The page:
5th November 2021
By Thomas Marron, Partner
06 14 24 61 29
Autumn is the time of year when we find out what tax changes we will be faced with in France the following year.
The first draft for the 2022 French budget was published in late September. It is now being debated by parliament and will finalised at the end of the year. It is likely that amendments will be made during the process.
Unsurprisingly, this budget focused on the gradual normalisation of the public finances following the significant impact of the Covid-19 pandemic. Also unsurprisingly, with the Presidential election approaching, it does not include any major changes or increases to personal taxation.
The only modification that will directly affect most expatriates in France is the indexation to income tax rate bands.
Income tax rates 2022 (Income earned in 2021)
Net income subject to tax
Up to €10,225
€10,225 to €26,070
€26,070 to €74,545
€74,545 to €160,336
The fixed rate applicable on investment income, including both income tax and social charges, will remain at 30%.
There are no changes to social charges for 2021 income, so they remain:
- 9.7% for employment/self-employment income
- 9.1% for pension income
- 17.2% for investment income (including rental income)
The draft budget does not include any changes to the taxation of assurance-vie policies, so the current tax benefits should continue to apply for this attractive savings vehicle
Real estate wealth tax (IFI)
The €1,300,000 threshold for the property wealth tax Impôt sur la Fortune Immobilière stays in place for 2021 and there are no changes to the scale rates of wealth tax either. The 75% limitation also remains in place.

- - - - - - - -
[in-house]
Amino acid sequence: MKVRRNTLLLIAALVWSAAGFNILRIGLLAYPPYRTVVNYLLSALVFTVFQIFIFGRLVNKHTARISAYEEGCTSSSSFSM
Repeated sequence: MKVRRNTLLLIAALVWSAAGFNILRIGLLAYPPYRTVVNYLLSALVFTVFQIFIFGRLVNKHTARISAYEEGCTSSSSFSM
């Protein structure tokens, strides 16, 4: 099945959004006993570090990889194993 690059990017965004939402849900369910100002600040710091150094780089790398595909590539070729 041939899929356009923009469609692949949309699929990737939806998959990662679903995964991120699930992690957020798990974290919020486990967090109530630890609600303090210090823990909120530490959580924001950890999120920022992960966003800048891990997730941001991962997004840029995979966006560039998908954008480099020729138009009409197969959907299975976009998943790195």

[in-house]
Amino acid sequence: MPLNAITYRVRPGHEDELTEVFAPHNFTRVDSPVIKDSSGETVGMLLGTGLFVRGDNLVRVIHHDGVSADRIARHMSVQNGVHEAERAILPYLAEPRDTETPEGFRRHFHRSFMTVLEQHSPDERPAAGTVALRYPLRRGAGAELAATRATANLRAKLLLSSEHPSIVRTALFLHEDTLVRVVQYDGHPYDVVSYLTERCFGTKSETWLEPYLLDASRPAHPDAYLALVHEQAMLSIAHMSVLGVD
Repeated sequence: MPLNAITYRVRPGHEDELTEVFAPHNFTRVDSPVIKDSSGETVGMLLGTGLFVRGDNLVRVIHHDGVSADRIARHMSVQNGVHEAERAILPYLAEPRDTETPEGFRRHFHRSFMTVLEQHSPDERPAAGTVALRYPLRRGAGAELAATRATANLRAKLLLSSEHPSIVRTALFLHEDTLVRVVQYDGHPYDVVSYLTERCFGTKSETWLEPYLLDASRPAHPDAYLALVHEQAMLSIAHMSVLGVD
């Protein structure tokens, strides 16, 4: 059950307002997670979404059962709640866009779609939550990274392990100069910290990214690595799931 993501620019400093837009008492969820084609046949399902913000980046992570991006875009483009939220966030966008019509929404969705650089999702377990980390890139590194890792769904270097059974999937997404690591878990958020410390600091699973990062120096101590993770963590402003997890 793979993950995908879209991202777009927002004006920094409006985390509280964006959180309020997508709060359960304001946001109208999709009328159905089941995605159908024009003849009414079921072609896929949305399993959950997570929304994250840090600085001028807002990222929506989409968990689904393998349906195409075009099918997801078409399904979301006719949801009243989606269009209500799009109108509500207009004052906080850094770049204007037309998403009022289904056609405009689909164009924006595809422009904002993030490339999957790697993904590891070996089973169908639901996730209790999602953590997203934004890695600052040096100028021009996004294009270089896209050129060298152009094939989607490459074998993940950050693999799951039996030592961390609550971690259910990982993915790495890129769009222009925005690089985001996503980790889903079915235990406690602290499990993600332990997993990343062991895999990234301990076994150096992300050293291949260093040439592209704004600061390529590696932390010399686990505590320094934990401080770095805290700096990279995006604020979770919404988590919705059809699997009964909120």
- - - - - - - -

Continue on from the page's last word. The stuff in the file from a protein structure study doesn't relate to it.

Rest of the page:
The reform to the taxe d’habitation property tax is to continue. 2022 will bring a further reduction of 65% for most households, following the reductions in previous years. It should be completely removed on main residences in 2023.
Although further changes may be introduced before the budget is finalised at the end of the year, it looks likely that the budget won’t include any major surprises or changes for expatriates in France. Depending on the outcome of the election, however, we may see tax reforms later next year.
Since the France tax regime is complicated and very different from the UK’s, you need specialist guidance to ensure you get it right. How you hold your assets in France can make a significant difference to how much tax you pay, as well as how you can pass them to your heirs. UK expatriates also have to consider which UK taxes continue to affect them and the interaction between the two regimes. A cross-border adviser like Blevins Franks is best placed to help you here, as well as to discuss effective, compliant tax planning strategies for your personal circumstances and objectives.
Tax rates, scope and reliefs may change. Any statements concerning taxation are based upon our understanding of current taxation laws and practices which are subject to change. Tax information has been summarised; an individual is advised to seek personalised advice.
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Blevins Franks accepts no liability for any loss resulting from any action or inaction or omission as a result of reading this article, which is general in nature and not specific to your circumstances.
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BLEVINS FRANKS BREXIT UPDATE
Now that the UK has fully left the EU, Blevins Franks’ latest Brexit video explores:
- The 90-day rule for visitors and holiday homeowners
- The new rules for UK nationals relocating to Europe, particularly retired people
- Some of the residency and freedom of movement permits available in Europe
- Form S1 route for subsidised healthcare coverage
It is important to seek personalised, professional advice on financial matters. For questions about completing your tax return, speak to a tax accountant. For advice on effective tax planning in France, to lower liabilities on savings, investments and pensions, speak to a cross-border tax and wealth management specialist like Blevins Franks. www.blevinsfranks.com